The way a country is perceived makes a critical difference to the success of its business, investment, and tourism efforts, as well as its diplomatic and cultural relations with other nations. Those who choose to ignore this fact face a loss of “market share” in these fiercely competitive international fields. For example, in ten years following the 9/11 terror attacks and in absence of efforts to promote the country brand, the United States’ share in global revenues from tourism dwindled from 17.3% to 11.2% in 2010[i], a loss of billions of dollars and thousands of jobs for the national economy.
Benchmarking country reputation and figuring priority themes
In our experience, the biggest challenge to addressing the reputational weaknesses of nations is a lack of knowledge on what should be prioritized, and as a result communication budgets are spread too thin on topics and in markets that are not most relevant for progress. The first step in developing a strong nation brand is discovery of where the country stands in its current image and momentum.
Place-branding research such as Anholt-GfK Nation Brand Index (NBI) serves precisely this purpose, benchmarking the country reputation and helping identify current barriers to building a strong, attractive nation brand and priorities and themes to address in brand communications to the outside world. For a nation to successfully differentiate and communicate its value on the global scene, understanding gaps in knowledge and misconceptions about its brand promise and identity is the most critical first step.
Let’s discuss a couple of NBI findings to illustrate these points.
Case of Saudi Arabia: The land of unknown
The case of Saudi Arabia confirms an old axiom that lack of familiarity often breeds negativity. The country consistently ranks among the bottom ten nations ranked in NBI and it is also year to year found among the least familiar to the global public. Interestingly, those who have visited the country rank it much more favorably than those who have not. By the same token, a more positive outlook on Saudi Arabia comes from Egypt and India, countries with the strongest working ties with it. By contrast, when it comes to views on Saudi Arabia, Americans are among the least familiar with and most negatively inclined towards the country.
Among key drivers of its favorability are views on Saudi Arabia as a technologically progressive country. According to NBI, the country is well-known as an oil producer, recognized for its affluence, yet its culture and people receive almost no credit from the global public. Amazingly, a country that is a birth place of Islam and replete with unique historical sites is virtually unknown for its heritage to the rest of the world.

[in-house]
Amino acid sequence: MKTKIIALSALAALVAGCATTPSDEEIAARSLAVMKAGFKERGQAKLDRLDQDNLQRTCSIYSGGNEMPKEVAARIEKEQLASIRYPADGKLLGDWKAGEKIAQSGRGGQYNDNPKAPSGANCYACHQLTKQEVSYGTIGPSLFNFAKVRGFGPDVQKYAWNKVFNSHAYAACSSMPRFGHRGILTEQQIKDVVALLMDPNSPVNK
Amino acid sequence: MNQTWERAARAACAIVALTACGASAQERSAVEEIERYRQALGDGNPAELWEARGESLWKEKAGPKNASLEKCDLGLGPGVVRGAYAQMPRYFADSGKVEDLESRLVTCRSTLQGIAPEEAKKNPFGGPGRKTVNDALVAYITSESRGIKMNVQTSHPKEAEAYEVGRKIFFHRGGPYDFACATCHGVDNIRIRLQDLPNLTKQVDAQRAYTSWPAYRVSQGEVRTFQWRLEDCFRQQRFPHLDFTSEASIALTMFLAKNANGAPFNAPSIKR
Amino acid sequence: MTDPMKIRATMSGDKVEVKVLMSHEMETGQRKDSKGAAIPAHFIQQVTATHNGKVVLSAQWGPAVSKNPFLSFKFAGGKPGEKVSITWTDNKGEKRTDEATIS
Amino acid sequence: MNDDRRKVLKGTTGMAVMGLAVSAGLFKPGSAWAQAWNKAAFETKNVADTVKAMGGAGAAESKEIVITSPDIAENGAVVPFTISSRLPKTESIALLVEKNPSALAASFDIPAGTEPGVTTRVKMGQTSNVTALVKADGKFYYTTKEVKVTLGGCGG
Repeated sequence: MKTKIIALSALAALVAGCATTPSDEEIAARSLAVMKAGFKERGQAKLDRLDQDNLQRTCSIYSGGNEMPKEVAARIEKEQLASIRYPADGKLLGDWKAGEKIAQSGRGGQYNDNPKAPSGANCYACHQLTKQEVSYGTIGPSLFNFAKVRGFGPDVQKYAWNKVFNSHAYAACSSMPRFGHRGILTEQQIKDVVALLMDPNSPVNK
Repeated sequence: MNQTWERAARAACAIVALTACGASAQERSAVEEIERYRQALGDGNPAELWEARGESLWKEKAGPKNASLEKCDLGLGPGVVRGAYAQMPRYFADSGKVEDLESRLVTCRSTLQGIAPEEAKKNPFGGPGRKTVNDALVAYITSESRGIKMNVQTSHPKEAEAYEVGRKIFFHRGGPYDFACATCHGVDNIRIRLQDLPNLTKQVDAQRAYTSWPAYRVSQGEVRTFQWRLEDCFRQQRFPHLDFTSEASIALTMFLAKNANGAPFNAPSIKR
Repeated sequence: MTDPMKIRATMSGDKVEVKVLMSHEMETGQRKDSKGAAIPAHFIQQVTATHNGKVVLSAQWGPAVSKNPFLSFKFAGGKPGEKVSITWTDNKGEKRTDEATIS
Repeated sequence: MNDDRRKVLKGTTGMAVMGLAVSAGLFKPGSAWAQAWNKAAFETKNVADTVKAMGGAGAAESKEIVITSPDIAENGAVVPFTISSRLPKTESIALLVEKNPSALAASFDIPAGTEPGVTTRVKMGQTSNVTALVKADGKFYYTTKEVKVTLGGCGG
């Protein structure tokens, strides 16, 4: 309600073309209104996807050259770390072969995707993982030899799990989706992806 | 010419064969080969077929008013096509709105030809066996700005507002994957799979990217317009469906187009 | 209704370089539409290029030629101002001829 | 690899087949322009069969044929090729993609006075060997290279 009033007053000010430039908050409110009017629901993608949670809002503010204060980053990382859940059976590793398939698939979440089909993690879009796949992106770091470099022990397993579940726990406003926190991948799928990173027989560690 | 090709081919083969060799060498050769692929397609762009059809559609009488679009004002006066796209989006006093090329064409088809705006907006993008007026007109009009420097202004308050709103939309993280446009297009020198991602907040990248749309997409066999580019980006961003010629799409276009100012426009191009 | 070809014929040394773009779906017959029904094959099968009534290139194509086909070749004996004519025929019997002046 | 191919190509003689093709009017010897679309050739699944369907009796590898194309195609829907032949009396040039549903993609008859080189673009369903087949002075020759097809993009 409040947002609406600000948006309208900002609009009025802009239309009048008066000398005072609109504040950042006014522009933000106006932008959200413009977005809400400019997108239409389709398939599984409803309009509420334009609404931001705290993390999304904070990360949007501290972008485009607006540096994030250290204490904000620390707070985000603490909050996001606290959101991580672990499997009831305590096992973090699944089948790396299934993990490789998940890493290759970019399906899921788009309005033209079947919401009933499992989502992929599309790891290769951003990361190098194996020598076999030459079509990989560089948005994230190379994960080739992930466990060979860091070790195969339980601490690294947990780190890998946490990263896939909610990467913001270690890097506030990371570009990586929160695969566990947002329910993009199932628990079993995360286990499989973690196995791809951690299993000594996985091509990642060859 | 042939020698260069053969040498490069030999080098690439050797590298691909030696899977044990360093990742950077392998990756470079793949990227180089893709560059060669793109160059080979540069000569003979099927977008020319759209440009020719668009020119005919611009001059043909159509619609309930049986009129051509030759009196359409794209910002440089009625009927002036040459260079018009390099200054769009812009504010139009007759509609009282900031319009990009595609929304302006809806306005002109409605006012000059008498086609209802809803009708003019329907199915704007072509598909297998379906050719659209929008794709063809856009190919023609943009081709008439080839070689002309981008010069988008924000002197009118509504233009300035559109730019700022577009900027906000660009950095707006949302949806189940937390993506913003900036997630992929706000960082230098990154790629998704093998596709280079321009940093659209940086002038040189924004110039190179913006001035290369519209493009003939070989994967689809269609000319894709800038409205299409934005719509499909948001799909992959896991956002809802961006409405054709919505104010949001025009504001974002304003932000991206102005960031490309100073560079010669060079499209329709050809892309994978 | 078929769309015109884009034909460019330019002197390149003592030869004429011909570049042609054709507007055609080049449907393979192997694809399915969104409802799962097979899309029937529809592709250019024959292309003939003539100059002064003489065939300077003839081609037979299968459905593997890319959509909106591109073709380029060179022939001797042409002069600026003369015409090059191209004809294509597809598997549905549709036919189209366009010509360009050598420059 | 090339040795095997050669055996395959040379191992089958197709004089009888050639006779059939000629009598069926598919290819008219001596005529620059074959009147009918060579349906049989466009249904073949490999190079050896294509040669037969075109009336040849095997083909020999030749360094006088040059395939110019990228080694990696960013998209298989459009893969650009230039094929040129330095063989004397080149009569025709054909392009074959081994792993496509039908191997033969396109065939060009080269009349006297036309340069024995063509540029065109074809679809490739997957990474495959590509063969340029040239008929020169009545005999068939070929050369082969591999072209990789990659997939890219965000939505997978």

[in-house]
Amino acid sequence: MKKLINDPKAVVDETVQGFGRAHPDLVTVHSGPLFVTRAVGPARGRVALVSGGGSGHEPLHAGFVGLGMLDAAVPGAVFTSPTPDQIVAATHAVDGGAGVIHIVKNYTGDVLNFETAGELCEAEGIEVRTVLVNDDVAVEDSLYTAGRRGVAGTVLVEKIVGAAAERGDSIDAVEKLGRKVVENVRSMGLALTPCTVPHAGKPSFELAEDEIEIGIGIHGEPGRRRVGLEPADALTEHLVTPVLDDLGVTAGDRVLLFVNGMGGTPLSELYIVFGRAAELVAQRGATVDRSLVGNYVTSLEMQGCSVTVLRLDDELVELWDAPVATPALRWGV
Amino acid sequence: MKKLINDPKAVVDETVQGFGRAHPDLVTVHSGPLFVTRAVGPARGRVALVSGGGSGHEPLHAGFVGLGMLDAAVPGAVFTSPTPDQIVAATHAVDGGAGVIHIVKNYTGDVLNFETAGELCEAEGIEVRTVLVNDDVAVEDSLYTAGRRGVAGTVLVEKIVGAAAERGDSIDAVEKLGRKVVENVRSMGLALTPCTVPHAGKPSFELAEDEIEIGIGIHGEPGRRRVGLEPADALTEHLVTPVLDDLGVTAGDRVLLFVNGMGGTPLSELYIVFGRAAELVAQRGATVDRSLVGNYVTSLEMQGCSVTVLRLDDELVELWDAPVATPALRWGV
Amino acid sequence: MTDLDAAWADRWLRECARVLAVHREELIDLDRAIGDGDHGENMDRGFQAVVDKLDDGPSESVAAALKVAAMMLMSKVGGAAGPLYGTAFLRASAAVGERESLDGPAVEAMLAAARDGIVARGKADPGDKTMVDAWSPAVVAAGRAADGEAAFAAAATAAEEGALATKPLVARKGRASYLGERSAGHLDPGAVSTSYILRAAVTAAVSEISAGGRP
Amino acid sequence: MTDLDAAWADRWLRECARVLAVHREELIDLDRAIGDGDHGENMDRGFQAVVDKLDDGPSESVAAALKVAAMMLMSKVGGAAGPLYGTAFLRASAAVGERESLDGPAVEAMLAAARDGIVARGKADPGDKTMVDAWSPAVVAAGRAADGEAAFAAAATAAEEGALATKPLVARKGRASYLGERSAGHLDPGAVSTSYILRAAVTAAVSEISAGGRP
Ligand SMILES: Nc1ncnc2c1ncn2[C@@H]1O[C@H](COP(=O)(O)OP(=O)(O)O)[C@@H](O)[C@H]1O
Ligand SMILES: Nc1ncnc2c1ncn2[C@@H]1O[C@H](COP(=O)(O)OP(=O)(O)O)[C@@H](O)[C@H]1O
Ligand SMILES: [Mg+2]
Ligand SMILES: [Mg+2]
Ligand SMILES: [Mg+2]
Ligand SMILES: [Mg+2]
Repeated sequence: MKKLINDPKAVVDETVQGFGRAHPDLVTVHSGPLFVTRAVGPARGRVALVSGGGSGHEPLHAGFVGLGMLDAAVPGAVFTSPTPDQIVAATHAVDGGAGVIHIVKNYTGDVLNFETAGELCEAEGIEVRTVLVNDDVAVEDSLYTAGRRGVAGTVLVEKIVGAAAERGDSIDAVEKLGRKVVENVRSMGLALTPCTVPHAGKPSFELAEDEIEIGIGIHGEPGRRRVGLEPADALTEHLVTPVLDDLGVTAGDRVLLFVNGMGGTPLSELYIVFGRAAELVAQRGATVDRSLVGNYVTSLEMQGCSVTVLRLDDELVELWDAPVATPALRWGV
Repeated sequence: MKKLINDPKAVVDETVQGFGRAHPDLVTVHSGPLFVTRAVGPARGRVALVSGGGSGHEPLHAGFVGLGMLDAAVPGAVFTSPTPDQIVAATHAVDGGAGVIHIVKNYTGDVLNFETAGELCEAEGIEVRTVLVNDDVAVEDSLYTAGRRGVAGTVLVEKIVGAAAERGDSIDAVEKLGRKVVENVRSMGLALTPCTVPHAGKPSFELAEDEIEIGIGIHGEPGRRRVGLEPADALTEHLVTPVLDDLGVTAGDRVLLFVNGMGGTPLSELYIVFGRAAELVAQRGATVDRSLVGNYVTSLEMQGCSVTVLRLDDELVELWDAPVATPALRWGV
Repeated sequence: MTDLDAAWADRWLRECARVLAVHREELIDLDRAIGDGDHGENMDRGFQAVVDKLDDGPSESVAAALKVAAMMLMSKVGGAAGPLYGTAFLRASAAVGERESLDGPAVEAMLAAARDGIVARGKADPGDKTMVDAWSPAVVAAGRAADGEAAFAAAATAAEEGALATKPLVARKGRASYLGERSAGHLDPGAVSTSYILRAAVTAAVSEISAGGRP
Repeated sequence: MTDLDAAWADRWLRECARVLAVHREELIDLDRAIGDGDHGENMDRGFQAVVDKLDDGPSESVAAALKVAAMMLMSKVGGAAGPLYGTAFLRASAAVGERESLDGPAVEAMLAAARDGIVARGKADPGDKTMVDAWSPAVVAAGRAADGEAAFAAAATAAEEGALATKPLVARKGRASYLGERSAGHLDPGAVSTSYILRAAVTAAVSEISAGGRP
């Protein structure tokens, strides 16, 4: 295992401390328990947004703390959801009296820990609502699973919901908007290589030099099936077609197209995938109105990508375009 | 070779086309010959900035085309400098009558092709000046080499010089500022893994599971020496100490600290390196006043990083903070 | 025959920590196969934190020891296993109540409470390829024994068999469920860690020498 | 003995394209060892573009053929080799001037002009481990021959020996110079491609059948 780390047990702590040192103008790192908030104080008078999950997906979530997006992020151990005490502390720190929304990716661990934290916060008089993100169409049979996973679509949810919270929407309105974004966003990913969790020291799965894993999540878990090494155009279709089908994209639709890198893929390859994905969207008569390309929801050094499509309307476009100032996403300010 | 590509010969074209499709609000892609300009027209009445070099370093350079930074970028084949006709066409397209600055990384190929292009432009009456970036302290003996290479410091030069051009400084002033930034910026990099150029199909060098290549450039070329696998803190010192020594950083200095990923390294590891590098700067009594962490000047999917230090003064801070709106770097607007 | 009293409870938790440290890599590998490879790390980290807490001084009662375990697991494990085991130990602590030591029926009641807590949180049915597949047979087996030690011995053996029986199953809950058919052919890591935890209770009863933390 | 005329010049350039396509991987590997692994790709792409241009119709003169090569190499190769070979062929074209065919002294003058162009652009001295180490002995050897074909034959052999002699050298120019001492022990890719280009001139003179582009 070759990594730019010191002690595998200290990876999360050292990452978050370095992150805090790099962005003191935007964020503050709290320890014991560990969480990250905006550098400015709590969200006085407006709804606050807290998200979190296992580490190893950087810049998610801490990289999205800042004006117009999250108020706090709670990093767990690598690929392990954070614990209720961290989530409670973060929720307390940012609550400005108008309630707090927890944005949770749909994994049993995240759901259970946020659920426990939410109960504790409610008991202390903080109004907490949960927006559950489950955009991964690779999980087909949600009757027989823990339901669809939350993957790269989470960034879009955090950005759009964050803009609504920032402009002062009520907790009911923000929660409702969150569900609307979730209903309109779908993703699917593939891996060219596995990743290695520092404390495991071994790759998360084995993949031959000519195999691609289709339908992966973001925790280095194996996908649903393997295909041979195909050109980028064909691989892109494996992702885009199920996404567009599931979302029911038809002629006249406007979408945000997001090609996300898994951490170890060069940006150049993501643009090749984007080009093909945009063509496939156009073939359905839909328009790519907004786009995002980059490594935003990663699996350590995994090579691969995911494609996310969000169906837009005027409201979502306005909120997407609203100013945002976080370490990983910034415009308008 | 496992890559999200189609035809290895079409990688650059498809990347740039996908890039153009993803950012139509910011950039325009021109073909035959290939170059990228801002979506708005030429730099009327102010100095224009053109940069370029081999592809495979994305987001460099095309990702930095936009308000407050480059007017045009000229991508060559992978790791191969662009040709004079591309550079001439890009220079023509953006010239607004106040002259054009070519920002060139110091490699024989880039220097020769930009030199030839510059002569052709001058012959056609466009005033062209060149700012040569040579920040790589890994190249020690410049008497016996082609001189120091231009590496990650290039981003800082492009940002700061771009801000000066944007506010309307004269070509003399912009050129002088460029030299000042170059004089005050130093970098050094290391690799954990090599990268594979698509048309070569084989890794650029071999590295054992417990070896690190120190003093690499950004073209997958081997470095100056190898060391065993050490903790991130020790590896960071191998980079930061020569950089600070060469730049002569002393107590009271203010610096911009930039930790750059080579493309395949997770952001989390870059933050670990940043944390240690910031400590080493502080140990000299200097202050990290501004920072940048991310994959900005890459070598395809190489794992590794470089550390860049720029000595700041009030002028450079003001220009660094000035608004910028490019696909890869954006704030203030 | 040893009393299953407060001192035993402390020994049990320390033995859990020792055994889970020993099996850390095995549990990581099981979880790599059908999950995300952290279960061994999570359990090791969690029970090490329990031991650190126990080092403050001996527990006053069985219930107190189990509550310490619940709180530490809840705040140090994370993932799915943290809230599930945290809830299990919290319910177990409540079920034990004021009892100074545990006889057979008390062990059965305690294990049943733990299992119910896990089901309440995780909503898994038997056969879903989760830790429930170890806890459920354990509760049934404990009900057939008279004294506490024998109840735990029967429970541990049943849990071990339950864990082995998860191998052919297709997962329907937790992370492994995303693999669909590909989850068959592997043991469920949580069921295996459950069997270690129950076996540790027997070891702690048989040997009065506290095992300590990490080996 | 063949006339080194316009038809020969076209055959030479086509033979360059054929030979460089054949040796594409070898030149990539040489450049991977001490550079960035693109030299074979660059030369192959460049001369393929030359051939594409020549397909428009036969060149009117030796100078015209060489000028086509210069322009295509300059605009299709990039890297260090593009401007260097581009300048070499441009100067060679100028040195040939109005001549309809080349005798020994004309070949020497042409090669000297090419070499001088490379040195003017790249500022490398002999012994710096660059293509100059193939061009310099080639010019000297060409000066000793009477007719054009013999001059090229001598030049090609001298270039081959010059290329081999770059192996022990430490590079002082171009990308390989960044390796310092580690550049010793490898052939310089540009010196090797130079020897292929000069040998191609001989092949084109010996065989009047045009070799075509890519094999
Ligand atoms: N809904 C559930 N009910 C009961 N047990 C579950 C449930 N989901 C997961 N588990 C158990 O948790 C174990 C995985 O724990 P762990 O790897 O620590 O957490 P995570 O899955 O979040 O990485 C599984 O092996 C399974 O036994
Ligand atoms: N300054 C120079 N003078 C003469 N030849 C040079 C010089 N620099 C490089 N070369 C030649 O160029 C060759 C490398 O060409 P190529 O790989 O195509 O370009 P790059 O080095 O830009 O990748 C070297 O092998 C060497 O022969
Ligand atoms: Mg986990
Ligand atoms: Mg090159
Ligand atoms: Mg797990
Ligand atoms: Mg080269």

Case of Turkey: Turbulent year and reputational challenges
The need to address short-term reputational impacts on first priority basis is well illustrated by the case of Turkey. Based on NBI data, this country was making good progress in recent years in building a strong nation brand, getting wide recognition in particular for its cultural heritage and the welcoming nature of its people.
In the past twelve months however, Turkey’s reputation has suffered, in the wake of an attempted coup d’état and government measures that followed. Assessments of Turkey’s Governance have declined most dramatically — by over three and a half points, with its ranking dropping from #35 in 2015 to #43. Perceptions of the Turkish government’s honesty and competency, as well as the country’s commitment to peace and security, have turned much more negative.
Now, Turkey ties with Kenya at #47 for its government’s honesty and competence, and ranks #48 for its commitment to ensuring peace and security, ahead of only Nigeria and Iran. The NBI findings suggest that addressing these weaknesses of Turkey’s reputation is the most immediate task for its brand champions.
As with product brands and probably even more so given their greater complexity, market intelligence is crucial for informing the nation brands’ development plans, promotional activities, and strategic messaging. Benchmarking the reputation of a country informs on its global value while identifying possible areas of improvement that can open the door for business, investment and tourism opportunities.
Vadim Volos is the Global Director of Anholt-GfK Nation Brands Index. To share your thoughts, please email firstname.lastname@example.org or leave a comment below.
[i] New York Times, April 2, 2012